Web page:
On 9/15/2011 5:17 PM, meekerdb wrote:
On 9/15/2011 1:42 PM, Stephen P. King wrote:
On 9/14/2011 9:49 PM, meekerdb wrote:
Ummm, really? Let me see if I understand this claim, no
physicist believes that General Relativity (GR) is valid or no
physicists believe that there are solutions to the field equations of
GR that are invalid? What about Roger Penrose and Stephen Hawking?
They wrote the paper that showed a proof that the field equations of
GR generate singularities for relatively innocuous and plausible
conditions and yet they are still great proponents of GR. So... what
is the source of your opinion re "no physicist believes ..."?
On the contrary, the singularity is in the description. Which is
why no physicist believes the description (General Relativity) is
The importance of their paper was that it showed GR predicted a
singularity under very general conditions. Before that,it had been
widely assumed that the singularity prediction was just an artifact of
assuming perfectly spherical 3-geometry with no rotation. Of course I
can't really vouch for what every physicist ever believed. But I was
in graduate school at the time studying GR and nobody I knew,
including Penrose whom I met and my fellow students, drew any
conclusion except that GR breaks down and does not apply in those
circumstances. And no one was surprised by this. There was already
an active search for a quantum theory of gravity, which it was assumed
would avoid singularities.
AH! I understand and agree with you then. But we have to deal with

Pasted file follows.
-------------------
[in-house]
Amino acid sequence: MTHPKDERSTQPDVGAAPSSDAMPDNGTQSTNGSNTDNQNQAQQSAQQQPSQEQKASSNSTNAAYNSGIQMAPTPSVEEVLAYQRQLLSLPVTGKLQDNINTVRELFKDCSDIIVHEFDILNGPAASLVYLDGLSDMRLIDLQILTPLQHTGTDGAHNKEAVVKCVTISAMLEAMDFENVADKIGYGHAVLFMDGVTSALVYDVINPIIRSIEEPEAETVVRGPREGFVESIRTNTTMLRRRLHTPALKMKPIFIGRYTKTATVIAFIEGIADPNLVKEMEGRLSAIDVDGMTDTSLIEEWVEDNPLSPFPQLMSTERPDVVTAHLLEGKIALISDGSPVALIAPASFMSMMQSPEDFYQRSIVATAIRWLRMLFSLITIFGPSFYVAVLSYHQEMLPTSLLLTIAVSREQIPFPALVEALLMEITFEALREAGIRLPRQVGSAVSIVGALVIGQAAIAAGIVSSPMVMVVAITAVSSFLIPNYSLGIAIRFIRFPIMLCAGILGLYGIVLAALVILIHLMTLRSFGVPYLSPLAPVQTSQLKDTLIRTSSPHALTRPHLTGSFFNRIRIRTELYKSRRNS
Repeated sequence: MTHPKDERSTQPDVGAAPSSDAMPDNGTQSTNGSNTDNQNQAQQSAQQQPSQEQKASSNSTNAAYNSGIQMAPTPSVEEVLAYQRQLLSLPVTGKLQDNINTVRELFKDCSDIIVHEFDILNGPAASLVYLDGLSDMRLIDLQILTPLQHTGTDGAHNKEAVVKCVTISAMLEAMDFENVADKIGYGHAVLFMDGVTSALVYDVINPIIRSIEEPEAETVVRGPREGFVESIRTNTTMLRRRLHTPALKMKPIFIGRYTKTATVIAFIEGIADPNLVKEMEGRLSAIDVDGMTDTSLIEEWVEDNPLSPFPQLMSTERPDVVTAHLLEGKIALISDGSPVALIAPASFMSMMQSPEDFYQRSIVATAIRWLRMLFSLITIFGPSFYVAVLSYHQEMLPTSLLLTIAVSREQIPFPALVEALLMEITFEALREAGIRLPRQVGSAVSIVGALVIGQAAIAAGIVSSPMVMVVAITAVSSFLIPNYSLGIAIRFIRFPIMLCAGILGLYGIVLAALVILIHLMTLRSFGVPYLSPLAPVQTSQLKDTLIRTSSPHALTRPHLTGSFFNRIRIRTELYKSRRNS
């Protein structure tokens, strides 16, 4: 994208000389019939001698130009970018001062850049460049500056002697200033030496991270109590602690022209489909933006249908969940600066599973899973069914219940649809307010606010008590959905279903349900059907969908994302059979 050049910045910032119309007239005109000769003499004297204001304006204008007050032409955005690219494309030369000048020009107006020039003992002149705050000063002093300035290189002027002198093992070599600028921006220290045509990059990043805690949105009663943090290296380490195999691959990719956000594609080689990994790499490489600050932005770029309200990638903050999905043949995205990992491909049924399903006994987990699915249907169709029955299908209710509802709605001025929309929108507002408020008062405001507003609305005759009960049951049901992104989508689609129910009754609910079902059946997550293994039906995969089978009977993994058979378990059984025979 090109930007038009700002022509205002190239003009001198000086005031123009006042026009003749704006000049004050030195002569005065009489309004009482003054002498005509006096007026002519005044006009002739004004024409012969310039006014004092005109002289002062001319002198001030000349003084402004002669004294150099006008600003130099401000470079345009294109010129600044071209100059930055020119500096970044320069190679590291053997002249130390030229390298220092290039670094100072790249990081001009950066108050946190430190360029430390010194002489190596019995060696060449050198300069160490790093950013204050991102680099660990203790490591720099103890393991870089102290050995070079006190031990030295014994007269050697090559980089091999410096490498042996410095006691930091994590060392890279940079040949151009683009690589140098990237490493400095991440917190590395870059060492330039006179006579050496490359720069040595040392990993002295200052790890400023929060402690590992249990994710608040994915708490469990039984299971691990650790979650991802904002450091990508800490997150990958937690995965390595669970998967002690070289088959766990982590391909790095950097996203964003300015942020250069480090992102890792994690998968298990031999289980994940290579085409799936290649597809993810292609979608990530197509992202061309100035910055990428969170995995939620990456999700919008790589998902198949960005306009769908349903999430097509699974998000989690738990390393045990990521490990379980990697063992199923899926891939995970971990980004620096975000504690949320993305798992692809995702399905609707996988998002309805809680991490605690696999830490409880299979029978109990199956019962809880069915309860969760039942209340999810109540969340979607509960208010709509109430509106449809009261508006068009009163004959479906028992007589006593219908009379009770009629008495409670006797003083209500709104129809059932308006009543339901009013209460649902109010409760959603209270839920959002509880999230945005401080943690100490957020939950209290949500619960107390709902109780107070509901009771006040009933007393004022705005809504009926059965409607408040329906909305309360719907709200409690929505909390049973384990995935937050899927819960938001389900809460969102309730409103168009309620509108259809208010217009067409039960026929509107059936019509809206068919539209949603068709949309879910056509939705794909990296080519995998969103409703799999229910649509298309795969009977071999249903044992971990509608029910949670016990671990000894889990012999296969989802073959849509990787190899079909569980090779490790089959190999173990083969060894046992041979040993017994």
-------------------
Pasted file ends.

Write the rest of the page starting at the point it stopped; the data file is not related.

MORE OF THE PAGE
the observational evidence that space-time is smooth down below scales
that most forms of quantum gravity theories, loop quantum gravity for
example, predict a granularity or foam or some other form of
discontinuity. AFAIK the only way to fix the singularity problem of GR
is to introduce a cut-off scale/energy at which curvature (or the
source) can exist. I am aware of a few ideas that do this but none that
are widely studied.
It is my suspicion that GR is a theory that need to be examined as
to its tacit assumptions. While it is beautiful and amazingly
predictive, the singularity problem (and the hole problem, to mention
some others) point to a need for reconsideration of its fundamental
ontological assumptions. It seems to me that GR might be better
considered as a theory that relates the observations of multiple
observers with each other and not a theory of space-time per se.
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